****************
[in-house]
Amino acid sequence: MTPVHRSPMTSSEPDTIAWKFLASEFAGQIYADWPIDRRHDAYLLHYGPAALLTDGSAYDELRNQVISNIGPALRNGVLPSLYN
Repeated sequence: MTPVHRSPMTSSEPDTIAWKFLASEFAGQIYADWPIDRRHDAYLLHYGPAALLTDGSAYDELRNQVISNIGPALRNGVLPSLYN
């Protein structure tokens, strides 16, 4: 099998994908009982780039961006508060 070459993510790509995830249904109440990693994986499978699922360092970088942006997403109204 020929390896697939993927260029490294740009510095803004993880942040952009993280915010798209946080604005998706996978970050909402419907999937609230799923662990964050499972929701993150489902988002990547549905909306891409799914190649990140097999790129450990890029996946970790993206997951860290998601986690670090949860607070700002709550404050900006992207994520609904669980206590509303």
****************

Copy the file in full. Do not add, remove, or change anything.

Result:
[in-house]
Amino acid sequence: MTPVHRSPMTSSEPDTIAWKFLASEFAGQIYADWPIDRRHDAYLLHYGPAALLTDGSAYDELRNQVISNIGPALRNGVLPSLYN
Repeated sequence: MTPVHRSPMTSSEPDTIAWKFLASEFAGQIYADWPIDRRHDAYLLHYGPAALLTDGSAYDELRNQVISNIGPALRNGVLPSLYN
């Protein structure tokens, strides 16, 4: 099998994908009982780039961006508060 070459993510790509995830249904109440990693994986499978699922360092970088942006997403109204 020929390896697939993927260029490294740009510095803004993880942040952009993280915010798209946080604005998706996978970050909402419907999937609230799923662990964050499972929701993150489902988002990547549905909306891409799914190649990140097999790129450990890029996946970790993206997951860290998601986690670090949860607070700002709550404050900006992207994520609904669980206590509303």